Pallet Vegetable Gardens by the handy husband…

making pallet vegetable veggie patch

Bless my husband. He’s a real mans man. The type that’s too proud to call for help, the ‘I’ll do it myself’ type of guy.

He’s a horticulturist and landscaper by trade and when required can be a plumber, electrician, a carpenter, a real jack of all trades.

When I told my husband that I sowed too many tomato seeds (36 popped up!) he said that it was ok, and he’d build me more garden beds. Isn’t he just the best?!

I reminded him about our savings, or lack of and he said it’d be ok he’ll build it for free. Bless him! We didn’t have any bricks left like the second garden bed he made. This one would be made from pallets.



Pallets are a fabulous way of recycling wood, are commonly free (just ask your local landscaping supply shop, nursery or even greengrocer)

All pallets, by law, are required to have stamps. Most are heat treated however some are chemically treated making them unsuitable for growing fruit and vegetables. Be sure to look for the HT stamp, confirming the pallets are indeed Heat Treated.

pallet stamps indicating the wood is heat or chemically treated

The husband made one, and I ooh’d and aahh’d at how crafty he was.

This motivated him to make a second.

Don’t you just love the ‘socks and thongs’ look? Bloody Wog!!

Don’t you just love the ‘socks and thongs’ look? Bloody Wog!!

Then a third.

making pallet vegetable veggie patch

And next thing we know, there are four planter boxes!

All in a few hours work, and free!

making pallet vegetable veggie patch

To ensure they last throughout the years, a couple of coats of pure Linseed Oil were applied, both sealing them and bring out the beautiful natural colours of the wood.

My husband’s motto is ‘Happy Wife, Happy Life’ and sure enough it thrills me to see these complete. I’ve been marvelling his handiness every time I go to the backyard.

I better sow some more tomato seeds!

Garden Share Collective – October 2013

veggie patch

Spring is in full swing in Sydney. The birds are chirping, butterflies flying and pollen flowing. My veggie patch is in overdrive, feeding us daily with its delights.

Onion weeds are also relishing the warmth. They’ll be the bane of me. I spent a whole Saturday morning uprooting onion weeds from my veggie patch, as carefully as I could to ensure I removed the bulb whole. The veggie patch looked wonderfully clean but my back bore the brunt of it.

weeded, and ready to replant

weeded, and ready to replant

Gone too were the coral lettuce and rocket plants that both went to seed. Compost was added to the soil as I aerated it, ready for its new crop.

We planted eggplant, both the large variety and Lebanese eggplants. 6 of each variety from seedlings. I hope they take off, eggplant is one of our favourite vegetables and always present at the dinner table.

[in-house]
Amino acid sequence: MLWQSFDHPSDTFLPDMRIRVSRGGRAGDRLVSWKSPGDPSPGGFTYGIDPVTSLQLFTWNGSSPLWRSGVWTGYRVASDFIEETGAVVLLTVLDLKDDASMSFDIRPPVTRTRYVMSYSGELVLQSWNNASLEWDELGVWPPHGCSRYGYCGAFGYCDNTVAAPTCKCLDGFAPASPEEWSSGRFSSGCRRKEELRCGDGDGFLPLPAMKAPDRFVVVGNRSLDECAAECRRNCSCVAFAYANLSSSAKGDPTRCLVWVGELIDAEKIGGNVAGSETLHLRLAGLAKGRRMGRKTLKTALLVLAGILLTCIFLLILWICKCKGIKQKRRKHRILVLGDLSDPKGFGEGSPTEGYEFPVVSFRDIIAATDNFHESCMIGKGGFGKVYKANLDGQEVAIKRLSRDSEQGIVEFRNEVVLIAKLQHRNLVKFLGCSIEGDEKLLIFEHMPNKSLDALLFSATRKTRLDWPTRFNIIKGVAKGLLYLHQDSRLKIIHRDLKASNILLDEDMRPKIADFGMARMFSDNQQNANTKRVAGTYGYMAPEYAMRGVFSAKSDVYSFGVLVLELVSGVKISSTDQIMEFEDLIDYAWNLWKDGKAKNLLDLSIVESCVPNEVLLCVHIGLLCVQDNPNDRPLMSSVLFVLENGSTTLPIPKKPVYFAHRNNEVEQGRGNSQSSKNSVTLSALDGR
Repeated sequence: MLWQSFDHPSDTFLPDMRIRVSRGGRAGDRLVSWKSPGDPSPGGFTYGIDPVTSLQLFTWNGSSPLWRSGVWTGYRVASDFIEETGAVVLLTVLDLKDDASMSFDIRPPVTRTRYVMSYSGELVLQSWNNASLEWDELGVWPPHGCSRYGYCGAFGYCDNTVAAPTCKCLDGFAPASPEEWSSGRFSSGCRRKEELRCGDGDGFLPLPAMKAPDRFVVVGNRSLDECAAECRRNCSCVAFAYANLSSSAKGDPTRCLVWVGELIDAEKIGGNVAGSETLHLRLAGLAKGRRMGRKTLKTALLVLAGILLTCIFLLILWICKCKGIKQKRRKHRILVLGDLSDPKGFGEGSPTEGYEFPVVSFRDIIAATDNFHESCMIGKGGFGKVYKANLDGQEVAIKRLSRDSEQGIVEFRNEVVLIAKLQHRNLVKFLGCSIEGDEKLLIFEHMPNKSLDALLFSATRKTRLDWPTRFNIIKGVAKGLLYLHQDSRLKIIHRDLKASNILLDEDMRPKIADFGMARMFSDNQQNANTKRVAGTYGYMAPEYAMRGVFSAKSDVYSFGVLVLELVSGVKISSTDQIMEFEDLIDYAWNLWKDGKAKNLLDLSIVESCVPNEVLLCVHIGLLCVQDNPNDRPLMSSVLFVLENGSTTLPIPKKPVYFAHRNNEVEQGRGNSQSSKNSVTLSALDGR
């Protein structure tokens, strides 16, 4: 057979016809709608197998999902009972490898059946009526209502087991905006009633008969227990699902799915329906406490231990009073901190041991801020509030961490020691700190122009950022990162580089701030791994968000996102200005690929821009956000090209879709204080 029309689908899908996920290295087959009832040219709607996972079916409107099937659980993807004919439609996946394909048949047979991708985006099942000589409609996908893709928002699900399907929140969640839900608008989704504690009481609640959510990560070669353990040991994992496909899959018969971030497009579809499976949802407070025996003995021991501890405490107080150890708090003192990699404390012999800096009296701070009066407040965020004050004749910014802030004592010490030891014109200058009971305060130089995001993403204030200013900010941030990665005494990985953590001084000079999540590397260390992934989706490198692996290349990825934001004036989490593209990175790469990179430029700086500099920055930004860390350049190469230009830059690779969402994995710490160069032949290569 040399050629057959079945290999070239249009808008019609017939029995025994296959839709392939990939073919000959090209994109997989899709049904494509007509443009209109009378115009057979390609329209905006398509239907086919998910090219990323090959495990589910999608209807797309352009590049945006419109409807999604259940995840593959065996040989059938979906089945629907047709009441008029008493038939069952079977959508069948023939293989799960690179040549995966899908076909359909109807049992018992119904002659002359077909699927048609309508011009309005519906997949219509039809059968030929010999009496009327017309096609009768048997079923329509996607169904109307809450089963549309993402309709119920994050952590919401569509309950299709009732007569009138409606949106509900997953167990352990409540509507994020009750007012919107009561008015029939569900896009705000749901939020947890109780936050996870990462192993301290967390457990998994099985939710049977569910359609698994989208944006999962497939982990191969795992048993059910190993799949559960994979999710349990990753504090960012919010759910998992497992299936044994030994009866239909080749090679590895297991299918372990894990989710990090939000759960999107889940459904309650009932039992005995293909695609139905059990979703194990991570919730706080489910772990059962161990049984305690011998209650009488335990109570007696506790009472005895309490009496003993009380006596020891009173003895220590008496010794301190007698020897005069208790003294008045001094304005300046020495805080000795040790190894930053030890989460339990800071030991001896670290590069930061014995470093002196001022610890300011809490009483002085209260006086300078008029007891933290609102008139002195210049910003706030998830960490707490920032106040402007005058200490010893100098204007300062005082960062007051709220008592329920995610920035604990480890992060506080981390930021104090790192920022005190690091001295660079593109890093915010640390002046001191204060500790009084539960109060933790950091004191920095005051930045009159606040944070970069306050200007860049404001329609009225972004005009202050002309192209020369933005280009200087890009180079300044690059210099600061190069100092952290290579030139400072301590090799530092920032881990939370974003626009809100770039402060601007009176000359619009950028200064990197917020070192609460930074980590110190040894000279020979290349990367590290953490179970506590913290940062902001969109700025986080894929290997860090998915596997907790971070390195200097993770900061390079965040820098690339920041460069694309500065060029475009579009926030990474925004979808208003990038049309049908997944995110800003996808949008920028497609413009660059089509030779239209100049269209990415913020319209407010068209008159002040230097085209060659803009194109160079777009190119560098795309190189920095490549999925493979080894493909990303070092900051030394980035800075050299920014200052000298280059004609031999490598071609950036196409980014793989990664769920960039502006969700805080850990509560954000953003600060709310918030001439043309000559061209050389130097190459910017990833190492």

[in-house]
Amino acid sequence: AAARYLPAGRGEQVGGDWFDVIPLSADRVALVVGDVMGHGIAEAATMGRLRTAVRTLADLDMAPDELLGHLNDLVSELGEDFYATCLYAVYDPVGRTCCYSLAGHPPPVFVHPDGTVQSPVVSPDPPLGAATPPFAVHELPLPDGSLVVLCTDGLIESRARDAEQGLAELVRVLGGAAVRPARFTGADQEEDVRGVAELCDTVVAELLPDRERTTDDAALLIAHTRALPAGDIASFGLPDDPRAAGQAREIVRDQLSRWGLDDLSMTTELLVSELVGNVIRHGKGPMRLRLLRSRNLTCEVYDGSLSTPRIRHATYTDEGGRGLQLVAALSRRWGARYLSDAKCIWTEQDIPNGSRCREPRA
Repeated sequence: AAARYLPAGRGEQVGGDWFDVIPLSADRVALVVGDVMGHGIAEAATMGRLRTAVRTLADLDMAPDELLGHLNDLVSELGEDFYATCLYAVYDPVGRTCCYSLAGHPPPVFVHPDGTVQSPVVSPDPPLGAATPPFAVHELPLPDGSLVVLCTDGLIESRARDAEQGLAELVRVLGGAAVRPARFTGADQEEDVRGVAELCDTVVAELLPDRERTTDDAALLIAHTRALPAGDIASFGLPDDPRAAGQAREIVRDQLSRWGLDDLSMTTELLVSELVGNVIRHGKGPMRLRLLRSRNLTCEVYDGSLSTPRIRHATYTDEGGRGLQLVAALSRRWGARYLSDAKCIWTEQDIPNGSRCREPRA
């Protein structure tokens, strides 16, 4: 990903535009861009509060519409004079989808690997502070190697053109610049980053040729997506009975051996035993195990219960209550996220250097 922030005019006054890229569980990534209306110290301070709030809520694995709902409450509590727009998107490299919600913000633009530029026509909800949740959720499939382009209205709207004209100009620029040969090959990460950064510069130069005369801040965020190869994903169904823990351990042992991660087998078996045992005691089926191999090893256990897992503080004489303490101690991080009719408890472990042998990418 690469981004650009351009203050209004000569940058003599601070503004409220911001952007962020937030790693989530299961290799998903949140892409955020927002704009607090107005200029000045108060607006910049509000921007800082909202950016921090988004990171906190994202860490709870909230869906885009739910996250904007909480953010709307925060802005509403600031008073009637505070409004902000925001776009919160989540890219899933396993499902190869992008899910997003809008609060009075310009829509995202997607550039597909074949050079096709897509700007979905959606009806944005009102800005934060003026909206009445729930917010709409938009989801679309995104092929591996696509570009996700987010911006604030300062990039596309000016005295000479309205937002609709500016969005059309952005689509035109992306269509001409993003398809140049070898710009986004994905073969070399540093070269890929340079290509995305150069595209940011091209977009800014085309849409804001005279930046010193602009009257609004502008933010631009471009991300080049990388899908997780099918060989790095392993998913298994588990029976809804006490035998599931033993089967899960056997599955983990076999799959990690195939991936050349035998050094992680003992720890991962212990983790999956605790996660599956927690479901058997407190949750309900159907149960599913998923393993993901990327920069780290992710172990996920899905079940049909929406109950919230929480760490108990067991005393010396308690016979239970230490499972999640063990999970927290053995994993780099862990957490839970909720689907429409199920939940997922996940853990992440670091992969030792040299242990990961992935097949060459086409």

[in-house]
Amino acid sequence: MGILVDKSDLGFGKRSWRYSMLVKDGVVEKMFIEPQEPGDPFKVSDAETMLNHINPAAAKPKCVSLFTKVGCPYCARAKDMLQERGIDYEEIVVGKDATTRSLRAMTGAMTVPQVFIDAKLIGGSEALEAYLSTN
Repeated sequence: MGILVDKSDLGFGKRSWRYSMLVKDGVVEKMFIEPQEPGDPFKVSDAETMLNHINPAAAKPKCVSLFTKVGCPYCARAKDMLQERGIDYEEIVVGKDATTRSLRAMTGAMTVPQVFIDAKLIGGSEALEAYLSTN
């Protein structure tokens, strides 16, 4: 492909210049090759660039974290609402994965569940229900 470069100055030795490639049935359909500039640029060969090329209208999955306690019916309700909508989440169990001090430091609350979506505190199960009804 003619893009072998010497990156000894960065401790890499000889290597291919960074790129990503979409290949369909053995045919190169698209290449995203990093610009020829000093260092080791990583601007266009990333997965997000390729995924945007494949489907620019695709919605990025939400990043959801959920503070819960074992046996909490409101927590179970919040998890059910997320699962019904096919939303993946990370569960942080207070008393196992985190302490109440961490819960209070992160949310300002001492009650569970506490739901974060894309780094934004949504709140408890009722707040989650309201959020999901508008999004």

The eggplant plant we planted in March somehow survived the winter and kept flowering. The weather was too cold for it to form fruit until now. This little one finally made an appearance after 6 months and I feel like a proud Mumma eager to watch her baby grow.

baby eggplant plant

Our Grosse Lisse tomato plants have been transplanted into larger containers, but really are ready to go into the ground. Space was an issue however a solution has been found, more on that later 😉

Along with the Grosse Lisse seeds, we’ve gone a little tomato crazy and planted the following seeds: Roma’s, Black Russian, Oxheart, tomato Apollo and low acid yellow and red cherries.

grosse lisse tomato seedlings

Hoot’s hair really isn’t growing at all!! She’s had this style now for 2 months and while it suits her, I’d like to give girlfriend a haircut every now and again.

hoot owl planter pot with parsley hair

As I do every Sunday, I took my daughter to our farmers markets for a morning out. I couldn’t believe the price of lettuce. $3 for a small iceberg or $24 per kg for the mixed leaf variety. I haven’t had to buy any for months now, all from a small $2.50 seedlings punnet. And nothing beats home grown. We eat so much lettuce, daily in sandwiches, a leaf ever now and then in a green smoothie and of course our daily salad side with dinner. Best of all, you don’t have to cut the whole plant, just remove however many leaves you require from the plants outer leaves and watch the plant regrow for your next meal.  No space? That’s ok, lettuce is very forgiving and will grow almost anywhere. I grow mine in a terracotta herb pot on my deck.

lettuce seedlings

We have peas!! I had grand plans of serving minted peas with our meals but then never quite make it to the kitchen. The temptation to eat them straight off the plant is too strong.

fresh peas plant